to Mr. Frelinghuysen.
The Hague, September 18, 1882. (Received October 2.)
Sir: The King returned to the Hague yesterday, and to-day went in great state to the hall of the Second House, where, in the presence of the diplomatic corps and high officials of the kingdom, he opened the new session of the States General.
I inclose a copy of the King’s address in the Dutch language, with a French translation furnished to me officially; also an English translation.[Page 442]
The loss of the monitor Adder and its crew, to which the address refers, occurred in July last. It left Ymuiden to go to Helvoetsluis. Some days afterwards the bodies of its pilot and several of the crew were found not far from Scheveningen. The crew and officers numbered over sixty. The vessel itself was after considerable search discovered keel up, at the bottom of the sea, about a mile and a half off the coast northwest of Scheveningen. It was last reported in that locality, and although the weather it encountered was rough, it was not very severe, and would not alone, without some defect in the build of the vessel or seamanship of its officers, seem to explain its loss. The cause of it is being sought for, and the whole matter investigated by the Dutch authorities.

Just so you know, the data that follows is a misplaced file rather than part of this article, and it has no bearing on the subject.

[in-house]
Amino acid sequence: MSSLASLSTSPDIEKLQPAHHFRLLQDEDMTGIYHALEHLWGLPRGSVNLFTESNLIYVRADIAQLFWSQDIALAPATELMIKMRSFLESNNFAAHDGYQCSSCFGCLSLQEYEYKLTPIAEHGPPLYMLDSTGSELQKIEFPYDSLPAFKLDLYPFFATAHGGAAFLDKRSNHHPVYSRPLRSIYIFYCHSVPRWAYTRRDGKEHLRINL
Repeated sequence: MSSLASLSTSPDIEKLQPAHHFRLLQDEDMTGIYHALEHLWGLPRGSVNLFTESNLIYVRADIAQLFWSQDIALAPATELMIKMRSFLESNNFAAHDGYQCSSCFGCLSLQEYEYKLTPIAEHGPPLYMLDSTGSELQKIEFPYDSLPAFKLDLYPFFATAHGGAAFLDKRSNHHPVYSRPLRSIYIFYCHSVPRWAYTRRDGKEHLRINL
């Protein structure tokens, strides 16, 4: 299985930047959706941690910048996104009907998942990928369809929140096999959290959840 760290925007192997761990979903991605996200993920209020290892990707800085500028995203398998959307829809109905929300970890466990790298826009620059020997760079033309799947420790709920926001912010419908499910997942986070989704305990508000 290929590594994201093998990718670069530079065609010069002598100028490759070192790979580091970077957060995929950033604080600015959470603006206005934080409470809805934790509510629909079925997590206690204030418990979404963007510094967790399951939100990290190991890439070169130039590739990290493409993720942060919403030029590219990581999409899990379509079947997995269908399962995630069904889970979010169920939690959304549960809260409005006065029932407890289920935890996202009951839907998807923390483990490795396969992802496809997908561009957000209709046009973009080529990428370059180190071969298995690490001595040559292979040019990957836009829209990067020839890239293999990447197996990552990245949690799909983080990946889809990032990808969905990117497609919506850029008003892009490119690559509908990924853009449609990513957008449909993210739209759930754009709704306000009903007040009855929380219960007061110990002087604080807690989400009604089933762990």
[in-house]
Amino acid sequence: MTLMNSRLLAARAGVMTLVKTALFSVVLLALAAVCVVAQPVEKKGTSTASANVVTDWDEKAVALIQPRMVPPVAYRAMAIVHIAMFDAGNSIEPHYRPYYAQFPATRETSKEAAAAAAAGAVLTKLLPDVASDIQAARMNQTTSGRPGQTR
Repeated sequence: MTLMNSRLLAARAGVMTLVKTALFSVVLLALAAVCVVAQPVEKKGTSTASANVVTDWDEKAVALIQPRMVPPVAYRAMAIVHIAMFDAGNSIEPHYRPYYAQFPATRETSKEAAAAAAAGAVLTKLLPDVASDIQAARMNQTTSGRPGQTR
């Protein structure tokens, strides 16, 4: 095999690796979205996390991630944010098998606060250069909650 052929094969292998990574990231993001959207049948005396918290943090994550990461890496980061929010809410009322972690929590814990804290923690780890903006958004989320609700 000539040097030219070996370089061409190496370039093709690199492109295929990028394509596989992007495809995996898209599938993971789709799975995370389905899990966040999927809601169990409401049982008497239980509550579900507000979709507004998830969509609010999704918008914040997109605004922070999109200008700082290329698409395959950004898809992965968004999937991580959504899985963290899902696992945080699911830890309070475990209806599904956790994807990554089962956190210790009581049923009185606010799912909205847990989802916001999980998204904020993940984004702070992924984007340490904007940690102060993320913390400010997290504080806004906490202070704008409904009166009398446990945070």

The reference in the address to the condition of affairs in Atjih is probably caused, in part at least, by the news just received that the Atcheans have lately (August 7th instant) attacked the Dutch forces at or near Payon, causing a loss to them of 44 killed and wounded out of a force engaged of 140. Among the wounded were 2 officers. Eleven, killed, fell into the hands of the enemy. It appears that during the past year in Atjih the Dutch have lost in guerilla warfare 140 killed and wounded.
The recent law, by which 30 per cent, of the expenses of the public schools in the kingdom is to be paid out of the general treasury, has made an unusual demand upon its funds, which may in part explain the necessity of an increase of the state revenues.
The statement that propositions relative to the elective franchise would be submitted to the States General is no doubt the result of the constant efforts for an extension of that right made by the liberal party in Holland.
I am, sir, &c.,